Holdgate History, Family Crest & Coats of Arms

The name Holdgate has a long Anglo-Saxon heritage. The name comes from when a family lived in the area of Holdgate in Hereford. Holgate was also listed as a township in the suburbs of York at one time.

Early Origins of the Holdgate family

The surname Holdgate was first found in Shropshire at Holdgate, Stanton Holdgate or Castle Holdgate, a small village which dates back to 1185 when it was listed as Castellum Hologoti and literally meant "castle of a man called Helgot", from an Old French personal name + the Latin castellum. [1] Holdgate (Holgate) Castle is situated in the village of Holdgate and was mentioned in the Domesday Book. It was an 11th century earthwork motte and bailey fortress founded by Helgot de Reisolent. Ruins of the castle are still found there today.

Important Dates for the Holdgate family

This web page shows only a small excerpt of our Holdgate research. Another 75 words (5 lines of text) covering the years 1481, 1555, 1545 and 1554 are included under the topic Early Holdgate History in all our PDF Extended History products and printed products wherever possible.

Holdgate Spelling Variations

Spelling variations in names were a common occurrence before English spelling was standardized a few hundred years ago. In the Middle Ages, even the literate spelled their names differently as the English language incorporated elements of French, Latin, and other European languages. Many variations of the name Holdgate have been found, including Holgate, Holdgate, Howgate, Hogate and others.

Early Notables of the Holdgate family (pre 1700)

Another 34 words (2 lines of text) are included under the topic Early Holdgate Notables in all our PDF Extended History products and printed products wherever possible.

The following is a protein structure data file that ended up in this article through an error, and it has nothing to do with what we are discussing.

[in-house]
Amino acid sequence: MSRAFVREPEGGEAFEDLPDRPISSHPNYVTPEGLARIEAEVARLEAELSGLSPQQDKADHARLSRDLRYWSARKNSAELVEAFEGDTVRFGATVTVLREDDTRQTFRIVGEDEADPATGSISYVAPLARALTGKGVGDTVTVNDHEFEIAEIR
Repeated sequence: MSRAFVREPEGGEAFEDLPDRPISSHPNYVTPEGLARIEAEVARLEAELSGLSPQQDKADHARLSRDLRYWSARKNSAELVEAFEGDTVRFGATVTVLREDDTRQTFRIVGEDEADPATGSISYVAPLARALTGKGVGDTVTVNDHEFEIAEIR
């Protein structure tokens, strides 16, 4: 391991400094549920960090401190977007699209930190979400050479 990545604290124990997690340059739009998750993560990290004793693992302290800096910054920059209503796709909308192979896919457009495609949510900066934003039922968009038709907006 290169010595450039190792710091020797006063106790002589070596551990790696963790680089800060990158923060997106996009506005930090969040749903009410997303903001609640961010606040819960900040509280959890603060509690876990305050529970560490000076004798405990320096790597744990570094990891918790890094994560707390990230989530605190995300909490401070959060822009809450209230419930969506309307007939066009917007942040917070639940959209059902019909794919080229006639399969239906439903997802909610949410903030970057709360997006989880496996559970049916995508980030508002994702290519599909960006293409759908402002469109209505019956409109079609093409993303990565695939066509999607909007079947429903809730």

Holdgate migration to the United States

Families began migrating abroad in enormous numbers because of the political and religious discontent in England. Often faced with persecution and starvation in England, the possibilities of the New World attracted many English people. Although the ocean trips took many lives, those who did get to North America were instrumental in building the necessary groundwork for what would become for new powerful nations. Some of the first immigrants to cross the Atlantic and come to North America bore the name Holdgate, or a variant listed above:

Holdgate Settlers in United States in the 17th Century
  • Mathew Holdgate settled with his daughter Mary in Philadelphia in 1685
  • Matthew Holdgate, who arrived in Philadelphia, Pennsylvania in 1685 [2]
Holdgate Settlers in United States in the 19th Century
  • James Holdgate, who settled in New York in 1823

Holdgate migration to New Zealand

Emigration to New Zealand followed in the footsteps of the European explorers, such as Captain Cook (1769-70): first came sealers, whalers, missionaries, and traders. By 1838, the British New Zealand Company had begun buying land from the Maori tribes, and selling it to settlers, and, after the Treaty of Waitangi in 1840, many British families set out on the arduous six month journey from Britain to Aotearoa to start a new life. Early immigrants include:

Holdgate Settlers in New Zealand in the 19th Century
  • Mr. Edward Holdgate, British labourer travelling from London aboard the ship "Victory " arriving in Lyttelton, Christchurch, South Island, New Zealand on 17th October 1863 [3]

Contemporary Notables of the name Holdgate (post 1700)

  • Sir Martin Wyatt Holdgate CB (b. 1931), English biologist and environmental scientist
  • Martin W. Holdgate, British senior scientist of the survey of the South Sandwich Islands from HMS Protector in 1964, eponym of Mount Holdgate, Antarctica

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Citations

  1. ^ Mills, A.D., Dictionary of English Place-Names. Oxford: Oxford University Press, 1991. Print. (ISBN 0-19-869156-4)
  2. ^ Filby, P. William, Meyer, Mary K., Passenger and immigration lists index : a guide to published arrival records of about 500,000 passengers who came to the United States and Canada in the seventeenth, eighteenth, and nineteenth centuries. 1982-1985 Cumulated Supplements in Four Volumes Detroit, Mich. : Gale Research Co., 1985, Print (ISBN 0-8103-1795-8)
  3. ^ New Zealand Yesteryears Passenger Lists 1800 to 1900 (Retrieved 26th March 2019). Retrieved from http://www.yesteryears.co.nz/shipping/passlist.html
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